Susan Lewis

Arts & Culture Reporter

Susan is an arts and culture reporter for WRTI. She contributes Arts Desk features, and weekly intermission interviews for The Philadelphia Orchestra in Concert broadcast series on WRTI with host Gregg Whiteside.

She is also a freelance essayist, journalist, and speechwriter who has written about Philadelphia for Insight Guides and Greater Philadelphia Tourism Marketing Corporation's Culture Files.  A former columnist for Philadelphia Magazine, she is the author of Reinventing Ourselves after Motherhood and a book of essays. Her work has appeared in The Philadelphia Inquirer, Child Magazine, Parents Magazine, Reader's Digest and Ladies' Home Journal (Parents Digest).

Born and raised in Philadelphia, Susan is also a lawyer, with a B.A. in Philosophy from Trinity College, Connecticut, and a J.D. from New York University School of Law. She has practiced law in New York City and taught entertainment law at Rutgers Law School in Camden.

Ways to Connect

A small group of musicians from The Philadelphia Orchestra are organizing a chamber music concert to benefit local Syrian refugees on May 7th at 6 pm at the Philadelphia Ethical Society on Rittenhouse Square.

A melody in Sergei Rachmaninoff’s Second Symphony was made famous to fans of Eric Carmen’s pop tune “Never Gonna Fall in Love Again.” But in the symphony, that melody leads to one of the most beautiful, and difficult, clarinet solos in the literature. WRTI’s Susan Lewis has the story.

The great Ella Fitzgerald was born on April 25th, 1917, and died in 1996. As WRTI’s Susan Lewis reports, "The Queen of Jazz" - also called "The First Lady of Song," left a lasting legacy on American song and jazz.

The second movement of Beethoven’s Symphony No. 7—the Allegretto—has captivated listeners since the symphony’s 1813 premiere, when it was so popular that the orchestra used it as an encore. WRTI’s Susan Lewis has more on why this particular movement continues to engages us.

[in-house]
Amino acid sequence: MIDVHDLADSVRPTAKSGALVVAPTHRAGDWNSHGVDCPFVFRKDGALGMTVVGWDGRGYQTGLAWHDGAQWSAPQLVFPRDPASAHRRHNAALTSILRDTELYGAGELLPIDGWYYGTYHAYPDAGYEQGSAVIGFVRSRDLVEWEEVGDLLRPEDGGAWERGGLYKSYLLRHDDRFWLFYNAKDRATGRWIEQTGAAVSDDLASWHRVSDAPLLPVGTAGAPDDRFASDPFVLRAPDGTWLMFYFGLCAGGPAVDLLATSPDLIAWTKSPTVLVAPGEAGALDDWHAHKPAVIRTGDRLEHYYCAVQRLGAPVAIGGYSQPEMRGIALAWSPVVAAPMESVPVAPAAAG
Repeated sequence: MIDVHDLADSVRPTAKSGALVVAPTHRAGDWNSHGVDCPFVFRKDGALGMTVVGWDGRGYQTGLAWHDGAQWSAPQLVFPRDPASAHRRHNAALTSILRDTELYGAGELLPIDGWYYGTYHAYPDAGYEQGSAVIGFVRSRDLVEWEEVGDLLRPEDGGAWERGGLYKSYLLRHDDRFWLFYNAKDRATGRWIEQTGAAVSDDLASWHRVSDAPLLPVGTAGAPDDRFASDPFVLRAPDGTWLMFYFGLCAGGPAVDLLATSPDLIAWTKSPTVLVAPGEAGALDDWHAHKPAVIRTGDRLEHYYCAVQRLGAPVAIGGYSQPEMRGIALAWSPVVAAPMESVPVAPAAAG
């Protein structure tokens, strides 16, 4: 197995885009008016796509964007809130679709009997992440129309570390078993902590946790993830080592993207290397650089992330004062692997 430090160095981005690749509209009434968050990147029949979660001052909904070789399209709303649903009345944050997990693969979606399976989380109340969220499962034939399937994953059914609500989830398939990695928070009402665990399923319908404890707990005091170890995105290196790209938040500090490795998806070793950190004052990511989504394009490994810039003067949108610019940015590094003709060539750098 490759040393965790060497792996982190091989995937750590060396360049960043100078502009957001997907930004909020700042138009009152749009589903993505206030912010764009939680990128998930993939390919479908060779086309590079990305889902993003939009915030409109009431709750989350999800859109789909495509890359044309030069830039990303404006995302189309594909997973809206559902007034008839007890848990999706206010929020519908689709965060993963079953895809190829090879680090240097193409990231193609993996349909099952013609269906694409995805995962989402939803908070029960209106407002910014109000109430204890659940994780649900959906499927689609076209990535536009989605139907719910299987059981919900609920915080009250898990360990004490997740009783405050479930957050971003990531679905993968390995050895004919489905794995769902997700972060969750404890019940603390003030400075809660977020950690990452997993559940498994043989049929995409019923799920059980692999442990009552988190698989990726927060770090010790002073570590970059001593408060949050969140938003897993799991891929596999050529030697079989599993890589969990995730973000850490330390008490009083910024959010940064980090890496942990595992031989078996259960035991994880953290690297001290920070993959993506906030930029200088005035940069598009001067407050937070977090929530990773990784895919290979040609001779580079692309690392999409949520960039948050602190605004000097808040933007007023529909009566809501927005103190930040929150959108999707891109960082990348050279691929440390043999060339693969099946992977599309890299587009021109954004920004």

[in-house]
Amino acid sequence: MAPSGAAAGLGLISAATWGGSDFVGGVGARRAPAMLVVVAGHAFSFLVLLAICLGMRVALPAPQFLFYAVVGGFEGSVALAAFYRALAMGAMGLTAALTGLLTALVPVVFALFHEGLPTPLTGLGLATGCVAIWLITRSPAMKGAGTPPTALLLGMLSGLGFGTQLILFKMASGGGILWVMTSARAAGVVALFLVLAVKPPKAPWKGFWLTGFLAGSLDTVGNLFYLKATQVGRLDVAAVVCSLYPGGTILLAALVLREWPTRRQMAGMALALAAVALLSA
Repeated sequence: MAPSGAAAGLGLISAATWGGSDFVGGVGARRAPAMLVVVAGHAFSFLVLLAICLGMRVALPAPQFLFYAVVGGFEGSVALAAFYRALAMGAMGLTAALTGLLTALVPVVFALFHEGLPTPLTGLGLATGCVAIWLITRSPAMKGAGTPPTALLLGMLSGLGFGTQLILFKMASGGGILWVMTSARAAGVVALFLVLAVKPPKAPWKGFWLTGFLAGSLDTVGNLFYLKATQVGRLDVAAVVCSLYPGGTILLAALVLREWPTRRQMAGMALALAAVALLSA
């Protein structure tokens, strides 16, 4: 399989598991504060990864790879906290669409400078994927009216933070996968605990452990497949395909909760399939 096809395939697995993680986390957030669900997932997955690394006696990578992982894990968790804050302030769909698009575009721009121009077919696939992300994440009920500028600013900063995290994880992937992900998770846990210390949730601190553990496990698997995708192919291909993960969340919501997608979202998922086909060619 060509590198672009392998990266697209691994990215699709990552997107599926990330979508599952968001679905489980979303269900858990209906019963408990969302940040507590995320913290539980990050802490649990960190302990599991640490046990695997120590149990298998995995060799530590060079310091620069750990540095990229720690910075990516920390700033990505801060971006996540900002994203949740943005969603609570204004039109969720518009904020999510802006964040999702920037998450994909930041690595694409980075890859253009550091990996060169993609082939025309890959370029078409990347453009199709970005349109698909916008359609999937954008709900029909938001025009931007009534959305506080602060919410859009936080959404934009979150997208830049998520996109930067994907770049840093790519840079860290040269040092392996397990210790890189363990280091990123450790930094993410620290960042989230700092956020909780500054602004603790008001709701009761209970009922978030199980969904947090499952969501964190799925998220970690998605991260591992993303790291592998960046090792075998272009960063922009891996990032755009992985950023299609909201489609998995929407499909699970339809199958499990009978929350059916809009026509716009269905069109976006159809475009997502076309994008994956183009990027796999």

By Office of Emergency Management [Public domain], via Wikimedia Commons

Four Philadelphia Orchestra brass players routinely sit together in the back of the orchestra. But for a new work by Jennifer Higdon, they all move to the front of the stage—as soloists and chamber musicians. WRTI’s Susan Lewis talked with the quartet and composer about the surprising sounds we don't often hear from the low brass.



The first book printed in North America was a book of psalms; they were brought to life by a vocal quartet and musicology graduate student Emma Schnell Barnaby in a lunchtime performance and conversation with WRTI's Susan Lewis on Tuesday, March 20th. Check out their concert at the Rosenbach Museum and Library on April 19th at 6 pm. 

The New York Music Co., New York, 1908, monographic. Source: Library of Congress

Fans at baseball games across America have been singing the same song during the seventh-inning stretch for decades. If you're in the stands, nothing beats the fun of belting out that tune everyone knows, "Take Me Out to the Ballgame!"

Steak sizzling on a grill at Pat's King of Steaks. A chorus of birdsong at the Philadelphia Zoo. These are just a few of the hundreds of sounds composer Tod Machover collected from people who live here for a unique musical profile being performed by The Philadelphia Orchestra on April 5, 6, and 7 at the Kimmel Center in Philadelphia.

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